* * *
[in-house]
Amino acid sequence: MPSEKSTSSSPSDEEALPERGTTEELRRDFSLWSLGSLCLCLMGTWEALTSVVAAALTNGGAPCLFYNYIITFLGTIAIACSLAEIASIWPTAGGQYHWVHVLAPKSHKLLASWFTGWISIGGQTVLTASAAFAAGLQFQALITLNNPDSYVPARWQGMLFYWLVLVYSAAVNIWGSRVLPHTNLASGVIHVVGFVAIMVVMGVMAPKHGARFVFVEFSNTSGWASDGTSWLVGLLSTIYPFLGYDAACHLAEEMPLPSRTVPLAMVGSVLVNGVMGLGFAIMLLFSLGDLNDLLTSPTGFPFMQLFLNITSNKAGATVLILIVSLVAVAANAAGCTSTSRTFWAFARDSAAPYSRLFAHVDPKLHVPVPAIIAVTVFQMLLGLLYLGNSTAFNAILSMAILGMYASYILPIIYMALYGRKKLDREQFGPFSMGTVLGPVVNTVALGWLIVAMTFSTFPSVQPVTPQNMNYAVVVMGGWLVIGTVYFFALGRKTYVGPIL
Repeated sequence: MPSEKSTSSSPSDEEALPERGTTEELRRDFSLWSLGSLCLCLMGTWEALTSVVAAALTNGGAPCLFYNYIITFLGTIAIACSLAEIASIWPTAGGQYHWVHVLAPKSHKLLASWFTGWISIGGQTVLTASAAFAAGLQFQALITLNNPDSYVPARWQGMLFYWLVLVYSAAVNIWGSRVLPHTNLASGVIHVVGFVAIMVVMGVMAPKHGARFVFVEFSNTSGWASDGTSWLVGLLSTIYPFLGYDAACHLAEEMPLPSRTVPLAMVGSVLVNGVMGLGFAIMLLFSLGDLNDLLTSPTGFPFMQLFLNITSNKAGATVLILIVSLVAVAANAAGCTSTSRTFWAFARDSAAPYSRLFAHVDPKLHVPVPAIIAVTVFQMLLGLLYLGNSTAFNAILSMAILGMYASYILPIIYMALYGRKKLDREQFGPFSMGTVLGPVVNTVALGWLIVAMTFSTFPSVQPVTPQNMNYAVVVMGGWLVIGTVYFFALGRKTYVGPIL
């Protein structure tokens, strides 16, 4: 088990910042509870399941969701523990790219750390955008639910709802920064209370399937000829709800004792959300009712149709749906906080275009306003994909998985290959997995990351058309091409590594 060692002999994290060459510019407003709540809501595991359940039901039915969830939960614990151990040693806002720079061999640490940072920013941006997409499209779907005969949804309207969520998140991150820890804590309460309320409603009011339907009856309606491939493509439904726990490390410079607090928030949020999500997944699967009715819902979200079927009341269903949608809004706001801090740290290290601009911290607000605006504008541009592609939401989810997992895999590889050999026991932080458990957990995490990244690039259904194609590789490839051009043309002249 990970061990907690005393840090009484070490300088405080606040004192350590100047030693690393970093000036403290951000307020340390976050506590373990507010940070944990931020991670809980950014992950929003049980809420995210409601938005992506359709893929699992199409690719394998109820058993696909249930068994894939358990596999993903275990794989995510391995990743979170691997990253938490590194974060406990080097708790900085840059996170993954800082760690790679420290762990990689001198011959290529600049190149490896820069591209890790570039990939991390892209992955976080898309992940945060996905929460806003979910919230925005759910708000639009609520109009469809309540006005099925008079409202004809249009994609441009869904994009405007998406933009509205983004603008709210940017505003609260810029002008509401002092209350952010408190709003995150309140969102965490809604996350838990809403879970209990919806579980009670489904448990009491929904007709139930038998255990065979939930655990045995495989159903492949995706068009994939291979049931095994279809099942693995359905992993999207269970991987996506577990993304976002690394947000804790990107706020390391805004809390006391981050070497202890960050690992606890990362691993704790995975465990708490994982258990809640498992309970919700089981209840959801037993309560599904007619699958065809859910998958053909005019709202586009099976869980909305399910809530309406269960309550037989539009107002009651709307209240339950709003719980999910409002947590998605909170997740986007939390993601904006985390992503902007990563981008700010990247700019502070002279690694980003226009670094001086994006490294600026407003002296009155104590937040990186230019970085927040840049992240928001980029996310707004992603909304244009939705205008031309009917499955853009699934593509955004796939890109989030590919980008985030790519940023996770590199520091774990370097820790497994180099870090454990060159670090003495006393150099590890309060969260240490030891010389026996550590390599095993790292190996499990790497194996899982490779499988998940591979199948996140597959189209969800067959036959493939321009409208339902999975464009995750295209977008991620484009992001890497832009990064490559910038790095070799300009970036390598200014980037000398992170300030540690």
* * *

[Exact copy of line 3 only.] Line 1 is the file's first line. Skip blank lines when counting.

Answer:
Repeated sequence: MPSEKSTSSSPSDEEALPERGTTEELRRDFSLWSLGSLCLCLMGTWEALTSVVAAALTNGGAPCLFYNYIITFLGTIAIACSLAEIASIWPTAGGQYHWVHVLAPKSHKLLASWFTGWISIGGQTVLTASAAFAAGLQFQALITLNNPDSYVPARWQGMLFYWLVLVYSAAVNIWGSRVLPHTNLASGVIHVVGFVAIMVVMGVMAPKHGARFVFVEFSNTSGWASDGTSWLVGLLSTIYPFLGYDAACHLAEEMPLPSRTVPLAMVGSVLVNGVMGLGFAIMLLFSLGDLNDLLTSPTGFPFMQLFLNITSNKAGATVLILIVSLVAVAANAAGCTSTSRTFWAFARDSAAPYSRLFAHVDPKLHVPVPAIIAVTVFQMLLGLLYLGNSTAFNAILSMAILGMYASYILPIIYMALYGRKKLDREQFGPFSMGTVLGPVVNTVALGWLIVAMTFSTFPSVQPVTPQNMNYAVVVMGGWLVIGTVYFFALGRKTYVGPIL